10/4 – Perspectives with Galvin
Kelley Meuller (pronounced like Miller) joins the class for the first time!
Criteria for the Relational Communication Interaction Analysis Assignment
Follow the steps. The paper should be approximately 6 pages, double spaced w/reasonable font size and margins. Use quotes when language is taken directly from text.
The paper will be evaluated based on:
1) Appropriateness of relational situation
2) Description of logical potential theories/concepts accurately
3) Explanation of how the theory/concept fits, provides insights into the relationship.
Observe a dyadic relationship (two person relationship)
that can be a work relationship but doesn’t have to be. You must be able to observe the relationship, not just know about it through a second-hand account; the relationship must be current, happening now. Don’t interview the people involved in the relationship, which would amount to influencing the relationship. A conflictual relationship is easier to write about, but an extremely effective relationship is also acceptable. If you write about a relationship in which you are involved, you should tell Kathleen that you are involved in the relationship.
Introduction: 3-4 sentences introducing the two persons, their context, and your perception of the relational quality.
Part I: Relational Status
Describe what you see when the two people interact, and provide instances. “Yesterday in the office, Sarah asked Andrea for information, Andrea blew up,” etc.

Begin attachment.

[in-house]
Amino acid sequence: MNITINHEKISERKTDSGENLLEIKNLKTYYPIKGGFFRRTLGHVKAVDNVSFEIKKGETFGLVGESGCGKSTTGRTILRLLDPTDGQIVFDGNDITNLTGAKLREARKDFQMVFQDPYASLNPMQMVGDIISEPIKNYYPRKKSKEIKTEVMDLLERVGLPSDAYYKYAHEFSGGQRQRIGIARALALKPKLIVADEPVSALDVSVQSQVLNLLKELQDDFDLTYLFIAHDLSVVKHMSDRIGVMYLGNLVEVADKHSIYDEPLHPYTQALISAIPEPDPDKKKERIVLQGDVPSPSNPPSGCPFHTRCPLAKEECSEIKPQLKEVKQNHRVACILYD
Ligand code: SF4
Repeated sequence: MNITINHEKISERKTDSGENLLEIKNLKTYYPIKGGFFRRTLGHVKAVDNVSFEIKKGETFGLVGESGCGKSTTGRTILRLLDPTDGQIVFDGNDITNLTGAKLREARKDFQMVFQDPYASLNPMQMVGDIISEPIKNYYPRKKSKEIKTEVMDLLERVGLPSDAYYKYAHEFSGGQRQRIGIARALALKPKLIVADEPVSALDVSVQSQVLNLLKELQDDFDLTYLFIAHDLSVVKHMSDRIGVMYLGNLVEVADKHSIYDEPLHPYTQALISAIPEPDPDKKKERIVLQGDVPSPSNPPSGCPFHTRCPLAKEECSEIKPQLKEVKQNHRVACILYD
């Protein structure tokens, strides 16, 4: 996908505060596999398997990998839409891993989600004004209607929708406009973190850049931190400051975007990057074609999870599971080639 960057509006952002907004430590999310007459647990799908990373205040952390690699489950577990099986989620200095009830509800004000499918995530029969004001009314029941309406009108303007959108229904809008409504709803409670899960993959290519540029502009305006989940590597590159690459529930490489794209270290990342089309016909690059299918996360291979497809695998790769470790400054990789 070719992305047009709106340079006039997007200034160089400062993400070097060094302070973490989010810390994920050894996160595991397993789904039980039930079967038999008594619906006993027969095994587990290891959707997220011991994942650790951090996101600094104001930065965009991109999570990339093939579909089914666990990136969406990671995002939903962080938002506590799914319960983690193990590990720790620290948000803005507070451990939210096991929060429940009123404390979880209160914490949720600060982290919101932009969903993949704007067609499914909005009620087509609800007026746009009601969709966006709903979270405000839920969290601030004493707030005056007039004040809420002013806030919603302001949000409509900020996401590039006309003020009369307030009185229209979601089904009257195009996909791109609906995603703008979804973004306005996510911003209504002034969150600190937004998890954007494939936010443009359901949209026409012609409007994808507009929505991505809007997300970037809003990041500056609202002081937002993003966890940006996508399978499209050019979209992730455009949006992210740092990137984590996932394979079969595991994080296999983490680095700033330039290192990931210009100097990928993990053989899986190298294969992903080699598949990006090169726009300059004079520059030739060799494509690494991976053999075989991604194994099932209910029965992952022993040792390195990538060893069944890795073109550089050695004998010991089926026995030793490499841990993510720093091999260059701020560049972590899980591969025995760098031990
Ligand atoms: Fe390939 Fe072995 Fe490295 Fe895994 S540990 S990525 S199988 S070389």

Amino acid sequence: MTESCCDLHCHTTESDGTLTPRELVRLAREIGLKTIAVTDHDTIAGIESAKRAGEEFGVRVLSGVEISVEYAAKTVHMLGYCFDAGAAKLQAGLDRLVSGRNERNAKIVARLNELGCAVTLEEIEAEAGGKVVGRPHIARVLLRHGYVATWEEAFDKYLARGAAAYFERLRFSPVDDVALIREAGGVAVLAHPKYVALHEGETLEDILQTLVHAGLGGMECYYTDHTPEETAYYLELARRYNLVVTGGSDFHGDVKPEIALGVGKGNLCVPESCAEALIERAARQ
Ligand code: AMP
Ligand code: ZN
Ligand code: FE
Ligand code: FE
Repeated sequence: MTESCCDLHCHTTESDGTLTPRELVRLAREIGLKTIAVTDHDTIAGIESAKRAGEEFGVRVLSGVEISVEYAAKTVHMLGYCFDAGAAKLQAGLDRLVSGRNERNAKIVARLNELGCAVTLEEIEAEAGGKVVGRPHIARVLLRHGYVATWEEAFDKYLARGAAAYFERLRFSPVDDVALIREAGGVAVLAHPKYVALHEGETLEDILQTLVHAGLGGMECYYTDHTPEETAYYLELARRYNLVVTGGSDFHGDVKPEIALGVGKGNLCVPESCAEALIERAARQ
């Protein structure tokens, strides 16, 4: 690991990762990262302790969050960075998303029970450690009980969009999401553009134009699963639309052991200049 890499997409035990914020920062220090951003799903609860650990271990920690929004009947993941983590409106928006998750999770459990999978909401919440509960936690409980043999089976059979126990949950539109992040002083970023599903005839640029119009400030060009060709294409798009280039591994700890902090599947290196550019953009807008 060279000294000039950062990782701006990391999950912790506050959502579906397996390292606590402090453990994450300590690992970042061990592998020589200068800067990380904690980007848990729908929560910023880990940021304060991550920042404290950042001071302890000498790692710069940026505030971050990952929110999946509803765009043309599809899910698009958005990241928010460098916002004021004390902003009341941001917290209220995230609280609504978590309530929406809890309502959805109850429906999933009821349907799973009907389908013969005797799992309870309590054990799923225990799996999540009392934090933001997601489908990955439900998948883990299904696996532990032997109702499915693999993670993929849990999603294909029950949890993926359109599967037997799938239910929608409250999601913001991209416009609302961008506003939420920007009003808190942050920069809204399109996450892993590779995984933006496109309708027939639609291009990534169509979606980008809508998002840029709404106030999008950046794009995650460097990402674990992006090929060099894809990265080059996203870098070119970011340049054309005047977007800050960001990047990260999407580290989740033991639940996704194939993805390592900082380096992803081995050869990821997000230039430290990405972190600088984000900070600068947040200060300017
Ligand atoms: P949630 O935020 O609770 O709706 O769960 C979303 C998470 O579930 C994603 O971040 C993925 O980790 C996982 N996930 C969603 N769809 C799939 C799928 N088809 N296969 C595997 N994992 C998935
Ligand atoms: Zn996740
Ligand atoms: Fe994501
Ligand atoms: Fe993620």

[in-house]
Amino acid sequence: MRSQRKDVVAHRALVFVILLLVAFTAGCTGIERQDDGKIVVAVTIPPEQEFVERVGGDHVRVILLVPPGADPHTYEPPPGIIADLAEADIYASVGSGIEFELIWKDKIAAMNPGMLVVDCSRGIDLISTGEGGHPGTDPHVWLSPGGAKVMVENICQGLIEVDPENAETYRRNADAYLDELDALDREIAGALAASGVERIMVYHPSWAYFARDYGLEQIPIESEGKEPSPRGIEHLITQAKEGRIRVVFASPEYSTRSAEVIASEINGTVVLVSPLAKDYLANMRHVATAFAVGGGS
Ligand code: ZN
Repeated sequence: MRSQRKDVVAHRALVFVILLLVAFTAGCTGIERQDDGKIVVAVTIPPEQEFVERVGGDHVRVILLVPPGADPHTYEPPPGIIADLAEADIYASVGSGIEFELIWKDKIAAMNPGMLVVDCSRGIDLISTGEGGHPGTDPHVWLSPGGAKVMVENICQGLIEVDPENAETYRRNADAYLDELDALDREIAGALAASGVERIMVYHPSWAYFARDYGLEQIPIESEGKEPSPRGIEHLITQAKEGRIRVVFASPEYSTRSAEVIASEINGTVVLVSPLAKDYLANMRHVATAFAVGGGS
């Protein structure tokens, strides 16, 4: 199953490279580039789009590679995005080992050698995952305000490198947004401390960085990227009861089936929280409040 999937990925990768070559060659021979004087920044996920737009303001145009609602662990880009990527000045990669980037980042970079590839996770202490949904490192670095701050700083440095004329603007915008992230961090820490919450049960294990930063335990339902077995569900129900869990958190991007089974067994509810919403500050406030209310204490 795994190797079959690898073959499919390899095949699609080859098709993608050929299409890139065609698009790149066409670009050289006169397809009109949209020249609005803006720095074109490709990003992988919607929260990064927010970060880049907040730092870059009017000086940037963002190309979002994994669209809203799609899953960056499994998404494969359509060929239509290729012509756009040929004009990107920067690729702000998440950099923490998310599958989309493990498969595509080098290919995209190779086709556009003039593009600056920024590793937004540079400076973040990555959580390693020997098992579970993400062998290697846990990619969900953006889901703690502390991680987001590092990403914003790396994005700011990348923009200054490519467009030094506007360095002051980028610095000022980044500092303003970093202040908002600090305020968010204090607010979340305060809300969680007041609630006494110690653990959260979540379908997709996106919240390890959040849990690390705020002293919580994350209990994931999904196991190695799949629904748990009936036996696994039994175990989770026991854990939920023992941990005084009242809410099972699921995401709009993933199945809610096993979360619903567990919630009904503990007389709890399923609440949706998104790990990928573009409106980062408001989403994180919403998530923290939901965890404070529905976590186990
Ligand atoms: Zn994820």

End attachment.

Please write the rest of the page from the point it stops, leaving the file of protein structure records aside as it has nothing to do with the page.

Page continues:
Part II: Possible Points of Analysis
What theories or concepts would make sense of the relationship? Use 4 concepts or theories. 2 or 3 sentences.
Part III: Full Analysis
Select 1, or combine 2 of the 4 concepts or theories from Part II and present analysis of the relationship.
Provide Analysis, Do NOT Solve The Problem.
– What did we observe in the past week?
4) Personalization Stage – “making the job your own”
K asked for examples of personalization.
What kind of communication strategies do mentors engage in?
- Translating –“when the boss says this, it means….”
- Storytelling – often in a “water cooler context”
- Enlarge the network
- Modeling behavior
- Questioning – “people don’t know what they don’t know”
- Listening – not necessarily solving problems
What skills do newcomers need?
- Assertiveness, ability to ask questions
- Observation – the ability to see what’s going on in the environment
- Flexibility/Adaptability – 3rd party non-mentors, like support staff, can provide information – talking to other newcomers can lead to bonding via exchanging information